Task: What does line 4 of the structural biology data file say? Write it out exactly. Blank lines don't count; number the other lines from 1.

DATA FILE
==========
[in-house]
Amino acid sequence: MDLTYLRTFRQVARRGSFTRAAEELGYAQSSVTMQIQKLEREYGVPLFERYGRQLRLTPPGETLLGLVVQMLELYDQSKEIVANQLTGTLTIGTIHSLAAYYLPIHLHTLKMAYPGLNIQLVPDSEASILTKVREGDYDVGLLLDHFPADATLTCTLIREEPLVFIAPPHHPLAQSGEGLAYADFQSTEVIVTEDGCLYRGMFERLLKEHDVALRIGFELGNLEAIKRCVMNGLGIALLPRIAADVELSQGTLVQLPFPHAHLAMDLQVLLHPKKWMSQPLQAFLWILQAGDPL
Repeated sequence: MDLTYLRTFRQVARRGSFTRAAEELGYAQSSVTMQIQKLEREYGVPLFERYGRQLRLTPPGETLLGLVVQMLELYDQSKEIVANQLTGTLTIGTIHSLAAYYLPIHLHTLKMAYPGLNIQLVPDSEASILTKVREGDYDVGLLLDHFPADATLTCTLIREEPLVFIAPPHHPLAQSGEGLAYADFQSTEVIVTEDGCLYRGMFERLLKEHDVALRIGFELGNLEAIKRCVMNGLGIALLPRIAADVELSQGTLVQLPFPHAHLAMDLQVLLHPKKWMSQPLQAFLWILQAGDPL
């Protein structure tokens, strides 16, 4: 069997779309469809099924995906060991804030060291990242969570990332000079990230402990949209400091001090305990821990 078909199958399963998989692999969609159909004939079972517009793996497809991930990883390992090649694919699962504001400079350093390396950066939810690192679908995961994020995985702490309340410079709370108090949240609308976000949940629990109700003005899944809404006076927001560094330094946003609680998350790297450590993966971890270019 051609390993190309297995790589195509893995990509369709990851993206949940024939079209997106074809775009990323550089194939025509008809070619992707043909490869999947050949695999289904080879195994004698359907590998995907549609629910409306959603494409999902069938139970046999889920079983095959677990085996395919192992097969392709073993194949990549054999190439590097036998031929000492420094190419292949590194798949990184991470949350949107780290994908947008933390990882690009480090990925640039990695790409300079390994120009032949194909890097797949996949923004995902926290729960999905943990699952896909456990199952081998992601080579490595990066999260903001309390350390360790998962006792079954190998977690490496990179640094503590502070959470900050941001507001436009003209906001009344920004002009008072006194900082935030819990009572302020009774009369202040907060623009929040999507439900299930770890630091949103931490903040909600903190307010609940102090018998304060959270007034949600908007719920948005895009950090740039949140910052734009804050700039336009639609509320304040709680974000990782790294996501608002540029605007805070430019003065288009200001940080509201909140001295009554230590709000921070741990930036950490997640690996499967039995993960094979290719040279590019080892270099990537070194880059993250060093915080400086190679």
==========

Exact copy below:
């Protein structure tokens, strides 16, 4: 069997779309469809099924995906060991804030060291990242969570990332000079990230402990949209400091001090305990821990 078909199958399963998989692999969609159909004939079972517009793996497809991930990883390992090649694919699962504001400079350093390396950066939810690192679908995961994020995985702490309340410079709370108090949240609308976000949940629990109700003005899944809404006076927001560094330094946003609680998350790297450590993966971890270019 051609390993190309297995790589195509893995990509369709990851993206949940024939079209997106074809775009990323550089194939025509008809070619992707043909490869999947050949695999289904080879195994004698359907590998995907549609629910409306959603494409999902069938139970046999889920079983095959677990085996395919192992097969392709073993194949990549054999190439590097036998031929000492420094190419292949590194798949990184991470949350949107780290994908947008933390990882690009480090990925640039990695790409300079390994120009032949194909890097797949996949923004995902926290729960999905943990699952896909456990199952081998992601080579490595990066999260903001309390350390360790998962006792079954190998977690490496990179640094503590502070959470900050941001507001436009003209906001009344920004002009008072006194900082935030819990009572302020009774009369202040907060623009929040999507439900299930770890630091949103931490903040909600903190307010609940102090018998304060959270007034949600908007719920948005895009950090740039949140910052734009804050700039336009639609509320304040709680974000990782790294996501608002540029605007805070430019003065288009200001940080509201909140001295009554230590709000921070741990930036950490997640690996499967039995993960094979290719040279590019080892270099990537070194880059993250060093915080400086190679």